A Scene of Ybor City During the RNC This work is considered exceptional by our editorial staff.

September 3, 2012
It is a Wednesday night. Quieter than a weekend night, maybe, but not so quiet as it might usually be. The parking garages are full and there are people walking up and down the streets. The local Scientology building, which sits a few blocks away from Ybor’s main street, is alive and glowing with an -OPEN HOUSE-. Just a little ways from that, a club hung with rainbow flags glows with lights in every color, and a sign hangs on the side of the building that proudly declares Ybor to, in fact, be GaYbor. Everything looks as clean as usual (which isn’t too clean), and there are only little streaks of clouds in the sky. Hurricane Isaac is far away, heading for the Mississippi instead of the Bay, and the air has gone back to being hot and thick and still.

The main street is already gearing up for the night. Neon lights and gaudy displays of jewelry and silly clothing pour out of doorways and windows. The buildings are all brick, two or three stories, with second-floor wrought-iron balconies, like those made famous by New Orleans' French Quarter. In the daytime, the buildings suggest Ybor’s past: the mixing of Cuban, German, Italian, and Spanish immigrants, people working in the cigar factories, Cuban patriots flinching at the blows of the Spanish-American War and Cuban Revolution, locals watching as Teddy Roosevelt and the Rough Riders rode through in the heat of the summer of 1898, headed for Cuba. While the sun is up, the main attraction is the Columbia Restaurant, a blue-and-yellow tiled masterpiece of Spanish and Moorish fantasy, the sort of place where you might come in and find Don Quixote himself dining. But by night, even a night like this one, the old little city becomes something else. It smells thick and heavy, like wine and beer and cigar smoke warming hazy minds in dimly-lit bars. People lounge around smoking in the Habibi Hookah Bar, and girls in skimpy clothing advertise for the various alcohol establishments.

Tonight, however, there is a difference. It is not just college students and partiers wandering the streets, and there are no streams of rowdy drivers pumping bass-heavy music into the night. A band of college or high school students does walk by, but they are dressed in business clothes, and not a one looks inebriated. People in suits and ties and business-heels walk up and down the sidewalks, keeping their steps quick and proper even in a place that asks for no formality. Their star-spangled name tags bounce on their chests, and their eyes are sharp with purpose and wealth. It’s seven-thirty, almost time for the RNC parties to start downtown, so most of them are heading for cars or hailing taxis.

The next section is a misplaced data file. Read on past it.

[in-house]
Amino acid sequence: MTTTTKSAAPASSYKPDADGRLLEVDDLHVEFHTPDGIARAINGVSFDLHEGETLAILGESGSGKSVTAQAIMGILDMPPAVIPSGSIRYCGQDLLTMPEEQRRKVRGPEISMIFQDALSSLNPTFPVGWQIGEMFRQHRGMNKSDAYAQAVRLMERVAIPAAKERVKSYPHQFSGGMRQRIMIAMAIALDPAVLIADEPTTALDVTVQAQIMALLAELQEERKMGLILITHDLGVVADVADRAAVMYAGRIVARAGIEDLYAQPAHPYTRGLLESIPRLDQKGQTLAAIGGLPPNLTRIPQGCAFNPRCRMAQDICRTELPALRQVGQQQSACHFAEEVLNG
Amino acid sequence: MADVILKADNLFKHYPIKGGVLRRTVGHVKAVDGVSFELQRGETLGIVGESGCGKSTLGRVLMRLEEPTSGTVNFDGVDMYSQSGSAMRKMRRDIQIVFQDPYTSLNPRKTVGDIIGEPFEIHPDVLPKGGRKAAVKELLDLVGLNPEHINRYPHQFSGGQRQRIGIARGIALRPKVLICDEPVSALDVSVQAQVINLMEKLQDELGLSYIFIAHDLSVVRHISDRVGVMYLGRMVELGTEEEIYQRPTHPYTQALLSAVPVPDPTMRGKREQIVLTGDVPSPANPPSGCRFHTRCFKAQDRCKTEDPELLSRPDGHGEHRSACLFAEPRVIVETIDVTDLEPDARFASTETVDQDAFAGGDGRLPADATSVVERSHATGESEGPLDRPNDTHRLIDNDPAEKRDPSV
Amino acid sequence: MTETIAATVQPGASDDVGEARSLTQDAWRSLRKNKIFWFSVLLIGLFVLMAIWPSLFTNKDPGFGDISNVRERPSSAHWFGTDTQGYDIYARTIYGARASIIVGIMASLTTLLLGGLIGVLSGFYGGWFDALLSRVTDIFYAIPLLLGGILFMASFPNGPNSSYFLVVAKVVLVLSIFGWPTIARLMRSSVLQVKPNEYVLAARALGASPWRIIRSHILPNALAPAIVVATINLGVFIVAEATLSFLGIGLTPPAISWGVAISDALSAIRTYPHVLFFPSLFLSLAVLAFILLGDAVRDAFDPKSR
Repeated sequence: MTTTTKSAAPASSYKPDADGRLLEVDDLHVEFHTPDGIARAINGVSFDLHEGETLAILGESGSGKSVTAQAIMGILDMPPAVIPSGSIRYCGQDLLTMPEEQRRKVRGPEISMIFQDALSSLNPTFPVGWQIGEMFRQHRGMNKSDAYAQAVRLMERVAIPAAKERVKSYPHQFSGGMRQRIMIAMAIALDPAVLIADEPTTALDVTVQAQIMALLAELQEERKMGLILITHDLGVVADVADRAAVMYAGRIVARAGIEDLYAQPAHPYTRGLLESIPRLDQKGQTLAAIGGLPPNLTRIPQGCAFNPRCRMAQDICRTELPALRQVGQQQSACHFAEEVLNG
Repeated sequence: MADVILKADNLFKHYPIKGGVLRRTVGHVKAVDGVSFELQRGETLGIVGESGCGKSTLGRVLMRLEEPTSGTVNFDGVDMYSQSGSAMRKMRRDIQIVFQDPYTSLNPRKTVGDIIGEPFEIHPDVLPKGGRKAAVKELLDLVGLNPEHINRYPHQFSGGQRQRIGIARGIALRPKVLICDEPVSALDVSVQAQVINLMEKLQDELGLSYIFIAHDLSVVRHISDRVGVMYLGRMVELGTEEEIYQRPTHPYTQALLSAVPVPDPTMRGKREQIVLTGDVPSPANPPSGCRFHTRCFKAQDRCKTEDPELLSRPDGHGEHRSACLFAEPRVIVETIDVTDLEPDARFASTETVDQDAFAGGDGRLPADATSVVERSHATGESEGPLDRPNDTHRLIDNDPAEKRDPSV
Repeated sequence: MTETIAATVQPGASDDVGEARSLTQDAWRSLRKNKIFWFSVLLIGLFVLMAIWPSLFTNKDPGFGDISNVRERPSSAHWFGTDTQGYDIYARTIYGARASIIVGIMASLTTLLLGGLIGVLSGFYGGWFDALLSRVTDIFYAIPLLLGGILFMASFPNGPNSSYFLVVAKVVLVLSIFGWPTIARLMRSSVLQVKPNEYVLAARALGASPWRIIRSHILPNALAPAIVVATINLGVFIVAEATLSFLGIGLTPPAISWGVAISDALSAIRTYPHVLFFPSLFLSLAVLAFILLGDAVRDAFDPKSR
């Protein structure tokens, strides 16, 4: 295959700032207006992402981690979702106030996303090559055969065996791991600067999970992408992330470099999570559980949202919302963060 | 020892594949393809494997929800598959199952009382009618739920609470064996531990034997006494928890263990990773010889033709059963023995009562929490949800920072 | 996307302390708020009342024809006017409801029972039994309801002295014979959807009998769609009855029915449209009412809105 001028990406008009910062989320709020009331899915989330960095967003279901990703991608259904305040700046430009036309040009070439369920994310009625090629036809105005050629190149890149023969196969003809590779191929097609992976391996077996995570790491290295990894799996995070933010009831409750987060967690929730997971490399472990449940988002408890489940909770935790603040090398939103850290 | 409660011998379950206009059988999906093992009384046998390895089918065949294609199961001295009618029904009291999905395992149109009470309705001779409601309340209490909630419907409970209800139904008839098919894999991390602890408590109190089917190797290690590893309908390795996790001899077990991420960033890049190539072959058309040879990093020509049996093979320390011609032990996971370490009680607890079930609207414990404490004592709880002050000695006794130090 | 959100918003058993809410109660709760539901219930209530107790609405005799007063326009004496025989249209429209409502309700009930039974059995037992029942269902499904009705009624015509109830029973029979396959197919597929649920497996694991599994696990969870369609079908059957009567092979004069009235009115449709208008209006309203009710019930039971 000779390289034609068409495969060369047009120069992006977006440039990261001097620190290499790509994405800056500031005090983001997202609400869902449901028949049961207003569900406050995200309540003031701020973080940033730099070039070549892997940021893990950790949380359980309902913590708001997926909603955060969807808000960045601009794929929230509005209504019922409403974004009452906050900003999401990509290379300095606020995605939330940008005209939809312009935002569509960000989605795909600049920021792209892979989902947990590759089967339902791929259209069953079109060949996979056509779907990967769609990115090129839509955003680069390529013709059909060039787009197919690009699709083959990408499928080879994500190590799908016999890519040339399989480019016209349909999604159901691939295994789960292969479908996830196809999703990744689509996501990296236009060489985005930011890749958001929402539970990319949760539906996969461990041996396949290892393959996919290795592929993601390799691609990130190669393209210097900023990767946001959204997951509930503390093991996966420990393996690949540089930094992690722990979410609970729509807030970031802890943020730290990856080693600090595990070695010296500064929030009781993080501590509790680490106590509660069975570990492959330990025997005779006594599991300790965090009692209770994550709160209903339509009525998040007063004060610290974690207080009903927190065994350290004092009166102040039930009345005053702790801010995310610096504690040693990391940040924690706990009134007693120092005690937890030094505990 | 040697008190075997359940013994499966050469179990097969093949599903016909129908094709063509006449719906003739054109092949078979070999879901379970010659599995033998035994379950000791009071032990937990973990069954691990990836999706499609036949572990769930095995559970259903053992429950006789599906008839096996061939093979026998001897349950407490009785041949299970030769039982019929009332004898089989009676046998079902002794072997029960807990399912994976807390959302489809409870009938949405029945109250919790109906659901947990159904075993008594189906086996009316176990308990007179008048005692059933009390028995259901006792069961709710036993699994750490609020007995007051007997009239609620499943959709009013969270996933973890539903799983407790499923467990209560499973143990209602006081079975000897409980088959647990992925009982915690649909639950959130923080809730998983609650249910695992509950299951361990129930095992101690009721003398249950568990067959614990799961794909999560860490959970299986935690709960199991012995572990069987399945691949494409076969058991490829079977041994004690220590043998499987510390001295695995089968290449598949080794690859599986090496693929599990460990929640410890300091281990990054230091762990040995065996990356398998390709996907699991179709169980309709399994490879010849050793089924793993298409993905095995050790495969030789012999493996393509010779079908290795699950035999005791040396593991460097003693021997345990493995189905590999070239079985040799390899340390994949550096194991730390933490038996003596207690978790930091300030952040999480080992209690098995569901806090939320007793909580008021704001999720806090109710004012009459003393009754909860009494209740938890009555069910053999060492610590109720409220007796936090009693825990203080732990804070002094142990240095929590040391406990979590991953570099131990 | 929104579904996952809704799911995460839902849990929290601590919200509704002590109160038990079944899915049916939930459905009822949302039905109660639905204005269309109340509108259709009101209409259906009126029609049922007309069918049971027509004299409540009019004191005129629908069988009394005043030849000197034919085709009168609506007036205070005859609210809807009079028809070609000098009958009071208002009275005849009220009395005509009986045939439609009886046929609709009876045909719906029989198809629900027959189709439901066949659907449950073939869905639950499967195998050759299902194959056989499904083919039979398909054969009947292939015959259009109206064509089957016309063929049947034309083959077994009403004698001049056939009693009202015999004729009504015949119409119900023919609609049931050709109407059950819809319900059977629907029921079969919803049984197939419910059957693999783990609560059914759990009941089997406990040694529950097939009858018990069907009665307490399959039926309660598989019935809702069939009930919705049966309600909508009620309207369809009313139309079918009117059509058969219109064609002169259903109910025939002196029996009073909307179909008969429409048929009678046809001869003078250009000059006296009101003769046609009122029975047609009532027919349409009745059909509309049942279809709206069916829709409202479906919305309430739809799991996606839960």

Local police in their tan uniforms rove up and down the streets in bands, some on bicycles, some in golf carts, some on foot. They are armed and walk with purpose, but they aren’t in any hurry. A few are hanging around the Centro Ybor plaza in the center of the street, drinking coffee and talking to a local salesman. Two ambulances, lights flashing, are parked at one intersection, though they also don’t look to be there in response of an emergency. They are only waiting. Watching. Just in case.

They can’t be blamed, what with all the stories of Republican Conventions past. But they don’t have to worry. Two days ago, the protesters in Ybor mostly just danced up and down the streets. Last night, they had retired from their political activism by this time of night, as had the Republicans and delegates. In fact, both came to Ybor to relax and let loose, though witnesses say that protesters kept to one side of the street and RNC-goers, the other. And tonight, there is no sign of them.